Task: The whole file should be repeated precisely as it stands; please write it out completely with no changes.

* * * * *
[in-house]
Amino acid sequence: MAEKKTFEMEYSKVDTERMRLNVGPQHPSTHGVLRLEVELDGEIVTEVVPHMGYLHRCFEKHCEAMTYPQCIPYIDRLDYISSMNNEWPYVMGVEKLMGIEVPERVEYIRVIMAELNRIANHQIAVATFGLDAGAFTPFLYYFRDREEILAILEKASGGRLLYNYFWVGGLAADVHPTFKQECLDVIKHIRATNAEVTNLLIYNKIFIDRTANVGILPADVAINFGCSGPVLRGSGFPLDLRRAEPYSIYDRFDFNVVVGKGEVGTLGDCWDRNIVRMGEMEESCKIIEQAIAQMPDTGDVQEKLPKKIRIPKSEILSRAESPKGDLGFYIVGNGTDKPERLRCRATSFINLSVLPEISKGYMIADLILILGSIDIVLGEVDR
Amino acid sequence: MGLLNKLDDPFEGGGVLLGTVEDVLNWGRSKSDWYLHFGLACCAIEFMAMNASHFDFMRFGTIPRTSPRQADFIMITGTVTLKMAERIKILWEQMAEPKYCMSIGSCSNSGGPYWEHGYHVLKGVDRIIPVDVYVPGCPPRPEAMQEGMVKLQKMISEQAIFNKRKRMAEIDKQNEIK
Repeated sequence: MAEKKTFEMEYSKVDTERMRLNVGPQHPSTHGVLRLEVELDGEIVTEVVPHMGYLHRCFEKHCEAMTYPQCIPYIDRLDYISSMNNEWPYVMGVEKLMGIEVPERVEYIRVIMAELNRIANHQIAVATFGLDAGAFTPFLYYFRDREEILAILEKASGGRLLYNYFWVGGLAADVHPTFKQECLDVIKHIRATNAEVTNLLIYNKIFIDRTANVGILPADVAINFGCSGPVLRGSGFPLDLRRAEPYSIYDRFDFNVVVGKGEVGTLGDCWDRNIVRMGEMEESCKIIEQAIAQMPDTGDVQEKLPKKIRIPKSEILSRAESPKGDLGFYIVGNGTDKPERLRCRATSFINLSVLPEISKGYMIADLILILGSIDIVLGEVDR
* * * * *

[in-house]
Amino acid sequence: MAEKKTFEMEYSKVDTERMRLNVGPQHPSTHGVLRLEVELDGEIVTEVVPHMGYLHRCFEKHCEAMTYPQCIPYIDRLDYISSMNNEWPYVMGVEKLMGIEVPERVEYIRVIMAELNRIANHQIAVATFGLDAGAFTPFLYYFRDREEILAILEKASGGRLLYNYFWVGGLAADVHPTFKQECLDVIKHIRATNAEVTNLLIYNKIFIDRTANVGILPADVAINFGCSGPVLRGSGFPLDLRRAEPYSIYDRFDFNVVVGKGEVGTLGDCWDRNIVRMGEMEESCKIIEQAIAQMPDTGDVQEKLPKKIRIPKSEILSRAESPKGDLGFYIVGNGTDKPERLRCRATSFINLSVLPEISKGYMIADLILILGSIDIVLGEVDR
Amino acid sequence: MGLLNKLDDPFEGGGVLLGTVEDVLNWGRSKSDWYLHFGLACCAIEFMAMNASHFDFMRFGTIPRTSPRQADFIMITGTVTLKMAERIKILWEQMAEPKYCMSIGSCSNSGGPYWEHGYHVLKGVDRIIPVDVYVPGCPPRPEAMQEGMVKLQKMISEQAIFNKRKRMAEIDKQNEIK
Repeated sequence: MAEKKTFEMEYSKVDTERMRLNVGPQHPSTHGVLRLEVELDGEIVTEVVPHMGYLHRCFEKHCEAMTYPQCIPYIDRLDYISSMNNEWPYVMGVEKLMGIEVPERVEYIRVIMAELNRIANHQIAVATFGLDAGAFTPFLYYFRDREEILAILEKASGGRLLYNYFWVGGLAADVHPTFKQECLDVIKHIRATNAEVTNLLIYNKIFIDRTANVGILPADVAINFGCSGPVLRGSGFPLDLRRAEPYSIYDRFDFNVVVGKGEVGTLGDCWDRNIVRMGEMEESCKIIEQAIAQMPDTGDVQEKLPKKIRIPKSEILSRAESPKGDLGFYIVGNGTDKPERLRCRATSFINLSVLPEISKGYMIADLILILGSIDIVLGEVDR